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Sunday, May 4, 2014
Hadley Cells, the Global Distribution of Deserts, and Climate Change
As a child, did you ever spin a globe as fast as possible, until all boundaries and outlines disappeared into a blur of color? Do you remember what it looked like?
I’m talking about a physiographic globe, with grasslands and forests shown in shades of green, and deserts in a sandy yellow. Did you notice, as the globe turned, that the deserts line up? Spin the globe fast enough, and the yellow band across North Africa merges with Saudi Arabia and blends into the deserts of India, and after a pause, appears again as a yellow swath across Mexico. In the Southern Hemisphere another yellow band appears, showing the deserts of Australia, Chile, and Namibia in a yellow blur. The two bands are symmetrically equidistant from the equator.
Hadley Cells and Global Deserts
The deserts on earth are arranged by latitude, for good reason. There is a tropical convection cell in the atmosphere, known as the Hadley cell, or Hadley circulation. Warm air rises near the equator, spreads laterally, becomes cool and falls at around 30 degrees latitude, north and south. As the warm air rises at the equator, it cools, dropping its moisture as rain. Tropical rainforests are the result, circling the globe near the equator. The air moves north and south to about 30 degrees of latitude and falls. As the high-altitude cool air becomes warmer in the lower atmosphere, its relative humidity falls. The descending air-mass is dry, and deserts circle the globe between 25 degrees and 30 degrees of latitude.
The rising and falling air, driven by the earth’s tropical heat engine and modified by the Coriolis effect, accounts for many of the wind patterns on earth. The trade winds and the subtropical jet stream are due to Hadley circulation.
Of course, like all weather systems, Hadley cells are complex, and they are not the only variables determining climate in the low latitudes. Air circulation patterns are modified by the distribution of land and oceans, mountains and ocean currents. The Hadley cells themselves show seasonal, inter-annual, and decadal variation. But the basic model is simple. Hadley circulation is a major factor in determining whether land is moist, hospitable and productive, or dry, hostile and barren.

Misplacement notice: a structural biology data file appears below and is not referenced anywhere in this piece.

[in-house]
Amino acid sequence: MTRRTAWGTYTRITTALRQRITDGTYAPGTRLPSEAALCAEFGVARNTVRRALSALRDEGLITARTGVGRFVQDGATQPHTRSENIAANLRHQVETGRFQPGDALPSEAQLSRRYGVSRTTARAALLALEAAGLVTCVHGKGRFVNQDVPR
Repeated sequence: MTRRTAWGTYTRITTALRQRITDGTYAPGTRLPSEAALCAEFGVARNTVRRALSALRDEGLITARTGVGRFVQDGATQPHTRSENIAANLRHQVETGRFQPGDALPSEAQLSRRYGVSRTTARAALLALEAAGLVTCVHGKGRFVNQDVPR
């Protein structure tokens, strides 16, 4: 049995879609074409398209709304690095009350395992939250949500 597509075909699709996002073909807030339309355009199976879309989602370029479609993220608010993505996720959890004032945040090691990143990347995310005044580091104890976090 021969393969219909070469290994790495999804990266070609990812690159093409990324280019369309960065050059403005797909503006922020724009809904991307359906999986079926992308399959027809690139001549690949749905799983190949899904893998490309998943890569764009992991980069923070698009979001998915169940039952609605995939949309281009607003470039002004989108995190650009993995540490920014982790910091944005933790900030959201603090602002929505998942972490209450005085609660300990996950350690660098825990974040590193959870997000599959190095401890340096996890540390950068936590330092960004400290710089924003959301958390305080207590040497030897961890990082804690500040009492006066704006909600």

Hadley Cells and Climate Change
As greenhouse gases accumulate in the Earth’s atmosphere, more heat will be retained in equatorial regions, and tropical convection is expected to become stronger. Modeling shows that the Hadley cell will become larger. The region of falling, dry air is expected to move northward, driven by more vigorous convection currents in the tropics. Observations confirm this expectation; studies indicate that the Hadley cell has expanded by 2 degrees to 5 degrees of latitude (140 to 340 miles). The change is more than can be attributed to natural variability and the rate of change is faster than predicted by modeling.
The consequences of expanding Hadley circulation may be severe, particularly for the United States. Climate forecasts for the years 2080 – 99 predict drought conditions in summer months over almost the entire country.
Contributing to the problem will be abnormally high temperatures. Agriculture is simply not able to adapt to the combination of pervasive drought and high temperatures.
In recent years, the American Southwest has already experienced severe drought, in a pattern that is disturbingly similar to the forecasts for the end of the century. The following figures are the US drought monitor published by US department of agriculture in 2013 and 2014. Drought has been persistent in the American Southwest since 2007.